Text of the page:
13 September 2006

Yesterday once again demonstrated to me the true Great Divide in the country. I managed to overcome my anger rather quickly, considering. But I wonder, how do WE fight this hideous division between us?

I work for a child of a very large company-multiple international offices-all started in America, by Americans.

Not one word about yesterday. Not one damn word. Not from management, Human Resources, Corporate, or co-workers.

People were so uncomfortable about the possibility of an answer that they didn't ask why some of us spent the day with red, swollen eyes-they just avoided anyone who looked as though they might be grieving.

No-one was encouraged to pay silent respect at 0846, 0903, 0959, or 1029, or when the planes hit the Pentagonand that somehow forever beautiful Pennsylvania field.

Because my personal grief is connected to the WTC, at 0846 I stopped my work and bowed my head. The guy in the next cubicle looked at me over the low divider between our desks then looked away and went on with his work. We were first into work-we are on a special project that brings us in early, and sends us home late.

I could not, could not, could not keep the images of those last final moments of the passengers as they were brutally disabused of the notion that if they just behaved...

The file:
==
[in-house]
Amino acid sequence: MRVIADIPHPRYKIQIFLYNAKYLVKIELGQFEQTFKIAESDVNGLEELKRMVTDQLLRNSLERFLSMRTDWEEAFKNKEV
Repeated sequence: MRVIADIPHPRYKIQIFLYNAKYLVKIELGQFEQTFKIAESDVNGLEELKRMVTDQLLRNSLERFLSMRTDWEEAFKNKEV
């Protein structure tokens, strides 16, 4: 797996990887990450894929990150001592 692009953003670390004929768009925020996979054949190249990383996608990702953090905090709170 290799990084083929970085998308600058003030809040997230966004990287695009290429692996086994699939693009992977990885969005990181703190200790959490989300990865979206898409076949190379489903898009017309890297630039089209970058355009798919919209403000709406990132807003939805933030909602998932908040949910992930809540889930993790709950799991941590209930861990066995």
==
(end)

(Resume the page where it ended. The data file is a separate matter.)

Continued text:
I thought I might lose control right there in the office, in public; in front of my co-worker, whose disdain for the Bush administration has caused him to agree with others of my co-workers that maybe the government had something to do with the attack.

By 0900, our co-workers were arriving. At 0903, as I again paused in my work and watched the clock, my co-workers gamboled on in their usual morning fashion-fetching coffee, replaying the football game and guessitmating the NBA season highlights to come.

It hurt.

It outraged me.

It was very difficult to control my anger and my disappointment that so many other people-strangers who lost no-one but were grieving in that moment for those who did-strangers who were joining hand and heart all across the world in memory of those who'd died just because they were in America-these strangers could extend themselves, and could be so completely ignored by these angry young people I was surrounded by yesterday. For very, very quick moment I wanted to scream, then I thought I might quietly ask them please to just take the conversation somewhere else, please...But I couldn't find the energy.

I knew that I might hear some of the comments I'd heard down in Dothan from people like my boss-"What do you mean, close the office?! Why?!"

Some of my tenants, so-called friends (not that I was ever really friends enough with anyone after the divorce to warrant an invitation to Thanksgiving dinner...to me that is the measure of friendship, do you care enough to spend sacred days with them?), other business people

"Well, it isn't that big a deal...it doesn't really mean anything to us...after all, it didn't happen here, did it-it happened up there in New York."